• Keep my eyes on the goal.
  • Know what feeds my heart and soul and make doing it a priority.

Next, my foot caught on something. I looked down and saw it was a thin red rope barely visible against the red floor. I shook my foot and freed myself from it.


  • Obstacles will also come and go.
  • Stay active in solving problems as they arise.

On my way back, I saw that the rope was attached to some folders in a rack. It was a potential danger to other people so I leaned down, picked it up and put it in a safer place.


  • Do what needs to be done. Don’t expect someone else to do it.
  • As a citizen of the world, I have a duty to act responsibly.

As I started another round, I wondered why I hadn’t tripped on that rope before. As I passed that area, I noticed that a new woman was sitting there. I hadn’t even seen her before.  To get by her I had needed to walk close to the rack.


  • Adjust to changes as they come.
  • Stay conscious of my surroundings

When she noticed that she was partially blocking me, she immediately adjusted her chair.


  • Be thankful when people are kind.
  • Remember that people do the best they can do.

A while later, I noticed the same person staring at my feet. I assumed she was seeing my thongs and disapproving. I felt defensive.


  • My way of doing things is okay
  • I can know what is right and what is wrong for me.
  • I have no way to know what others are thinking.

The next time I passed her, she grimaced at me and got up and left. I assumed it was a reaction to my wearing thongs and went into judgment of my own. I judged her for judging me. I judged her for coming late and leaving early.


  • My judgments of others are most likely about me.
  • I am not the center of the universe. Others have problems or reasons for doing the things they do.  Those reasons more than likely have nothing to do with me.
  • What I think others are thinking or feeling is often wrong.
  • What others think and feel about me is their business, not mine.
  • I am okay even if others disagree with me..

I left the temple soon thereafter, full of gratitude for the journey I had just made.  There had been a lesson in almost every moment.

As I close this post, I will add:

I am thankful for God, Spirit, Amma for guiding me.

I am thankful for my feet.  They serve me well on my life’s journey.

I am thankful for the thongs that allowed me to take this particular awareness walk.

I am thankful for receiving a NEW experience about the importance of living in awareness.

Last Lesson for this moment:

  • Live in Gratitude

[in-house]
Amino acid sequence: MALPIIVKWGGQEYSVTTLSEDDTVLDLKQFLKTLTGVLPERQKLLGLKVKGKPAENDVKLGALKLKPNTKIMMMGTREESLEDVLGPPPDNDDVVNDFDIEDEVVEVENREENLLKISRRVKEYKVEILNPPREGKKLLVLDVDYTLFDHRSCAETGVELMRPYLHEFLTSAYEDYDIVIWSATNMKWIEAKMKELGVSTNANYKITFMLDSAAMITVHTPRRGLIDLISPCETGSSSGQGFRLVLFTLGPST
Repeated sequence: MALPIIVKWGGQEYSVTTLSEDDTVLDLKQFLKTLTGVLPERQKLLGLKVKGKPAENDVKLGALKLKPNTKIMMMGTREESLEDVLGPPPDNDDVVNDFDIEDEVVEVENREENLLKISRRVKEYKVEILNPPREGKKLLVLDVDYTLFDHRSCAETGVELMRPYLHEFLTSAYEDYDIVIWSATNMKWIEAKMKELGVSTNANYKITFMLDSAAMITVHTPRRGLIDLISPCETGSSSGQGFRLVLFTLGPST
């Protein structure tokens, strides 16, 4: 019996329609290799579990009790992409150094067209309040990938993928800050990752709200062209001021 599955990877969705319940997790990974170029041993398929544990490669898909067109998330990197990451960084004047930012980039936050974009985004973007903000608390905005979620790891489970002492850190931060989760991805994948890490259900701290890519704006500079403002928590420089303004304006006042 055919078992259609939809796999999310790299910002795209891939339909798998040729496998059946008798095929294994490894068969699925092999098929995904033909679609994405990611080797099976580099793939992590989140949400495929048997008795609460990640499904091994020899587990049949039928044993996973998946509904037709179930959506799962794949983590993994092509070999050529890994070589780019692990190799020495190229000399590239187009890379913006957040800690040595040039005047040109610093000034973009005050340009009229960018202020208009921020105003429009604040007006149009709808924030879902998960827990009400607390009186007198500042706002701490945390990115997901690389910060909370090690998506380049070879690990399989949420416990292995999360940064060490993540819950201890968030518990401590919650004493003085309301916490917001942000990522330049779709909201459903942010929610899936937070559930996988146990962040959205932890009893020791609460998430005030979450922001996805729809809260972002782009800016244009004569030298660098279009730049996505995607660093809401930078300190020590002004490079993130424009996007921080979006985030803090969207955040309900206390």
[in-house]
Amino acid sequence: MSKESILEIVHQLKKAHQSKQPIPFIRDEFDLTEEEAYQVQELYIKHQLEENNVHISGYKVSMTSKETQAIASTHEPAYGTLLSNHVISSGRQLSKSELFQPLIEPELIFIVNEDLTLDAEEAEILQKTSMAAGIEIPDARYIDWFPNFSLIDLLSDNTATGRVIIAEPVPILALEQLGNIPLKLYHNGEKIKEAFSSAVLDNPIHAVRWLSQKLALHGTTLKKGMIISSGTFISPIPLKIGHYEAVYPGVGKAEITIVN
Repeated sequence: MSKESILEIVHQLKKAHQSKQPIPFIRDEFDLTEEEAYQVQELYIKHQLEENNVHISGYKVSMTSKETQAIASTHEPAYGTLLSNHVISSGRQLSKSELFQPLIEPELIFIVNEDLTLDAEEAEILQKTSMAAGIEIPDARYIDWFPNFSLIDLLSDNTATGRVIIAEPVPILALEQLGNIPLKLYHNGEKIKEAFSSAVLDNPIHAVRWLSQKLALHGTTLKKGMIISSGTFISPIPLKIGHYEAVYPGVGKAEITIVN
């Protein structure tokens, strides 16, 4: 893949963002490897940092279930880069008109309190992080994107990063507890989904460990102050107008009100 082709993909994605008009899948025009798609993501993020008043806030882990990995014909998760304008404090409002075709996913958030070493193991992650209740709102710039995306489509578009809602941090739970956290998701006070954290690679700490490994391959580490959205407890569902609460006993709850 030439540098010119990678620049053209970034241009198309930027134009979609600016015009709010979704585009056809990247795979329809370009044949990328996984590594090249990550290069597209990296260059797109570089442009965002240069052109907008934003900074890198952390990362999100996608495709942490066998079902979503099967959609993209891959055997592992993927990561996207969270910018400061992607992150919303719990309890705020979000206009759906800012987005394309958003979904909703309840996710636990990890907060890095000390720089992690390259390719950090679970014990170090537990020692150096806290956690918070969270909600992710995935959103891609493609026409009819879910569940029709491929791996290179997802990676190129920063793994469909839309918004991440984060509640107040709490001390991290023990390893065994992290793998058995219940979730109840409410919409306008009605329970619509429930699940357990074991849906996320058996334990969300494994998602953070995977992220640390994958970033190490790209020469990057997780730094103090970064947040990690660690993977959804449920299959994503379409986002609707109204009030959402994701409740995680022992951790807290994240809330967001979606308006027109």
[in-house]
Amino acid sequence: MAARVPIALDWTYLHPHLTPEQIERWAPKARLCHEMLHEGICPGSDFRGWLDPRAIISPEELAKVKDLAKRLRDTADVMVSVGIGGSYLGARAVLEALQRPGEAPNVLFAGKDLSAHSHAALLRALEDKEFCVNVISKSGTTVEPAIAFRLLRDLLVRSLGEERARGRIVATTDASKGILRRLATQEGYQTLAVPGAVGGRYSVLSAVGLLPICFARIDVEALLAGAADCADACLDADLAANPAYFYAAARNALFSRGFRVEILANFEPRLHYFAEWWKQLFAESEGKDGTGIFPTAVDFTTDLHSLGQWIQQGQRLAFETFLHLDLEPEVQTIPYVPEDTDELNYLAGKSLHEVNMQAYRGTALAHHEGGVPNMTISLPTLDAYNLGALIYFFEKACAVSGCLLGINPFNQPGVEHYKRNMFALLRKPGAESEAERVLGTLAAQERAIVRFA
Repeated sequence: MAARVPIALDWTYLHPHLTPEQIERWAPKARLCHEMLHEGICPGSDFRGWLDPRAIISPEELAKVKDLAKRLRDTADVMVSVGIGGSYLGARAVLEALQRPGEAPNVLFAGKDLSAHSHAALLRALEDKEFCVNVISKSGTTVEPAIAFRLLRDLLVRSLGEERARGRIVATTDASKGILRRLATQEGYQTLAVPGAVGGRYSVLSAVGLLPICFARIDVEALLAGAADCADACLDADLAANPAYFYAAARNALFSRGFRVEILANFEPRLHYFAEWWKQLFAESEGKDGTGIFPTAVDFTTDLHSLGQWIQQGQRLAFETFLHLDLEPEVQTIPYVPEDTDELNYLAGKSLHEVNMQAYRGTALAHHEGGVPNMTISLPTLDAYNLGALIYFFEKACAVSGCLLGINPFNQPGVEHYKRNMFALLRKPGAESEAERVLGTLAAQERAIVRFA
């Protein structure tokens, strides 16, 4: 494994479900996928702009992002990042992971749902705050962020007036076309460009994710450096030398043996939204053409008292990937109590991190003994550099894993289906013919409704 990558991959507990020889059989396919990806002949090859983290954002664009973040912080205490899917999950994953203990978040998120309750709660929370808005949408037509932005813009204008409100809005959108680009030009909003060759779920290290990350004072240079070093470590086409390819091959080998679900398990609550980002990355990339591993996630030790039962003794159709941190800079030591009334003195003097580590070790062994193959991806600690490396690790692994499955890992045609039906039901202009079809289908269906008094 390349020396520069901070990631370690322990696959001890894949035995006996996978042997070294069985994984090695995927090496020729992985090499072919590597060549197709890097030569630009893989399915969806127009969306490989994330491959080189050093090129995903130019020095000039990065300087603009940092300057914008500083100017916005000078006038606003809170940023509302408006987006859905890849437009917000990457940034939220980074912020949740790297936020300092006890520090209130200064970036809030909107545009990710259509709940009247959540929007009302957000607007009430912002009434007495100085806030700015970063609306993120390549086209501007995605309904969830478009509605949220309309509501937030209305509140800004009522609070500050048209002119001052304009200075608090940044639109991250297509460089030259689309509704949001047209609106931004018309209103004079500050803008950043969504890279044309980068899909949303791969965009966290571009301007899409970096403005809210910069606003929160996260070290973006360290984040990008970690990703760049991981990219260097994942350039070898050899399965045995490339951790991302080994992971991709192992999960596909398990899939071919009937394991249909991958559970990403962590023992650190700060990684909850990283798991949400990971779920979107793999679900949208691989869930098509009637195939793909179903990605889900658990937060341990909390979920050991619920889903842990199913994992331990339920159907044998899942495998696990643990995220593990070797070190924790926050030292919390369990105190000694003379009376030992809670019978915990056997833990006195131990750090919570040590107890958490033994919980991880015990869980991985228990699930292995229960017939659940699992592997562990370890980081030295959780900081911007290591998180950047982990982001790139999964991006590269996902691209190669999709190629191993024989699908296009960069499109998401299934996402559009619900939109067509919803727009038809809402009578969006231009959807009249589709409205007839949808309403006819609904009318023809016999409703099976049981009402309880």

Written in part for the Weekly Photo Challenge: New

Description of challenge: Use your photo this week to show us something new-to-you for 2015. It could be a photo that tells us something about your dreams: a place you hope to travel. Something that represents a new goal you’d like to reach — the house you’re saving up for, the gates of a school you’d like to attend, the cover of a magazine you’d love to publish in. Highlight a new person in your life, and all the possibility that relationships contain. Or keep things lower-key, with an image of an favorite gift you received, an inspiring book you just started reading, your new puppy, or the hiking trail you hope to master. New year. New opportunities. New adventures. Let’s inspire one another — show us what’s new.


14 thoughts on “Living in Awareness

  1. Thank you, Karuna. I printed this post down for future reference. As I begin this new year, I want to be mindful of going within to process before i express. Gratitude, kindness, and a non-judgmental attitude is what I seek.


  2. I found this post very inspiring. I enjoyed the layout a lot. The different situations, external and internal observations. The learnings you received from them and what i sensed as your holding yourself with gentleness, empathy and understanding. This is a piece that i want to come back to as a way of supporting myself on staying self connected and present.


  3. Great post and your ashram sounds wonderful. You have many wise nuggets in here and I especially love this: “My judgments of others are most likely about me.” How much trouble and misunderstanding does projecting onto others cause? I must do this a lot because it stood out 😉

    Liked by 1 person